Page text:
I know a lot of people, sure don’t we all. And I know many of them think this ‘slide’ is a horse that departed the barn, found the violin factory and played no small part in a performance of the Brandenburg concerto in 1971. Okay, fine.
But still. I’m going to interview the critic Jed Perl for my show in a month or so. He had a recent piece out about the Met director and Davos and well, horse… barn… Brandenburg D minor 7th:
“We need to make our case with metrics, framed in a language that businessmen understand.” That’s what Thomas Campbell, the director of the Metropolitan Museum of Art, had to say the other day, while attending the World Economic Forum in Davos. My heart sank when I read these words. They may be the saddest words ever spoken by the director of a major museum. Campbell had begun by complaining that at Davos culture was “an add-on,” “the entertainment”—and I can sympathize with his frustration on that score. But Campbell’s problem—and more than five years into his tenure it’s beginning to look like Campbell’s tragedy—is that at the first sign of frustration he’s ready to turn art into a business.
I’ve been told by people close to Campbell that I misunderstand him. I’ve been told that deep down he’s still the scrupulous scholar who as a curator at the Metropolitan produced what are probably the two greatest tapestry shows ever mounted in a museum. But the gifts that make a great curator (visual refinement, historical imagination) are not necessarily the gifts required to be a great museum director, who must make the case for art’s elusive, transcendent powers in the face of a world dominated by the rapacity of metrics, big data, and businessmen who live and die by such measures. I don’t think Campbell meant any harm to the arts when he argued at Davos that what he called “the culture industry” had to connect with the rest of the world “at a deeper socioeconomic level.” The effect of Campbell’s words, however, was to deny art the unique, stand-alone power it must have in a modern society.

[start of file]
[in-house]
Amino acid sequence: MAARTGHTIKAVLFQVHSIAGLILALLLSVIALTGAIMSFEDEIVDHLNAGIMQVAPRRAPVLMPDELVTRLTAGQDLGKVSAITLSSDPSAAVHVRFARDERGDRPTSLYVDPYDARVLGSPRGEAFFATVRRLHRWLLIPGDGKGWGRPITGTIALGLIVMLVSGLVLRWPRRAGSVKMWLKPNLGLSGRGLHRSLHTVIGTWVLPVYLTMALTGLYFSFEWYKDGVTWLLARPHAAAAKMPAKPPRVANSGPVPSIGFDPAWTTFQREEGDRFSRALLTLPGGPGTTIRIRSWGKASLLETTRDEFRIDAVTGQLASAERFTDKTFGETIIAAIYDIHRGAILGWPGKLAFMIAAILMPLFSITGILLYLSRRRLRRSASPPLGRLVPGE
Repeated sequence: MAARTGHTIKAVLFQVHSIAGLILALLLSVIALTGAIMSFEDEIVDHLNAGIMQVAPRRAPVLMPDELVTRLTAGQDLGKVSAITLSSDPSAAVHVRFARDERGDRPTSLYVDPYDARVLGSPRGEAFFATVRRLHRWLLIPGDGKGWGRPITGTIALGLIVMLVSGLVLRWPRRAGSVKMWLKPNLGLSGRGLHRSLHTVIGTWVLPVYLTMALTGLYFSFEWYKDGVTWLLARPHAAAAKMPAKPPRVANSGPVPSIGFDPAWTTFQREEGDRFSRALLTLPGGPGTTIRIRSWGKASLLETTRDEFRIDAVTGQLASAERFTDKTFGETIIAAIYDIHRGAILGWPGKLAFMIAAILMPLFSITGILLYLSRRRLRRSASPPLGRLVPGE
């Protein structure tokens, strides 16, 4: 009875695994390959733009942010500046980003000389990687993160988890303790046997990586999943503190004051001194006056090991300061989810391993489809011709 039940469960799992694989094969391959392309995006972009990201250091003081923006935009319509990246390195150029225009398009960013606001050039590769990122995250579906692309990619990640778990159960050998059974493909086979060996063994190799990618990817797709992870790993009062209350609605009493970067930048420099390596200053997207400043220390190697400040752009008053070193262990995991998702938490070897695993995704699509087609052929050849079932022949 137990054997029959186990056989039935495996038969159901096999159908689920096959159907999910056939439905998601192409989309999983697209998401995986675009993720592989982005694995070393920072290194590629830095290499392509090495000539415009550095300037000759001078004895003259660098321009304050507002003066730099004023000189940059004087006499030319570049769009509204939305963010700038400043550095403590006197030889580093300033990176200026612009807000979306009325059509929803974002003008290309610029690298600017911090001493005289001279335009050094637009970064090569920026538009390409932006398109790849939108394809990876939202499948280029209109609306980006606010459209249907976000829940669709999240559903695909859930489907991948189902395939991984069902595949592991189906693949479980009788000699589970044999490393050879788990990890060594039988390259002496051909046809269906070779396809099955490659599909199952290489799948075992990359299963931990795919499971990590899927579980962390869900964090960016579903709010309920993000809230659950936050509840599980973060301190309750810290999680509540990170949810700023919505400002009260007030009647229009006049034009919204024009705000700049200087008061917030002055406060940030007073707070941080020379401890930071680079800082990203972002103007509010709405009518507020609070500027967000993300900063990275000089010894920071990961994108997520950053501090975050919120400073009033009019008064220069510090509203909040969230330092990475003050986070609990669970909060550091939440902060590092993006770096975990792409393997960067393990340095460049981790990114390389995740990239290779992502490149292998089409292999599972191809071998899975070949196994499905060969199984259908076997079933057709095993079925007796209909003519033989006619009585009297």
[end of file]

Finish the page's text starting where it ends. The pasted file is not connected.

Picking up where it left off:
The trouble with Campbell is that he imagines the only way to speak truth to power is in a language you’re absolutely sure the powerbrokers understand. But the great cultural arbiters have always taken an altogether different approach. They have taken it upon themselves to reimagine the nature of power. They have set out to convince the people with the fat bank accounts and the political clout that transcendent values are urgently important, an essential aspect of a healthy democratic society. What the great cultural arbiters have always done is insist on the power of art in the face of other kinds of power—the power of bottom lines, flow charts, metrics, big data.
As they say in the old country, read the whole thing.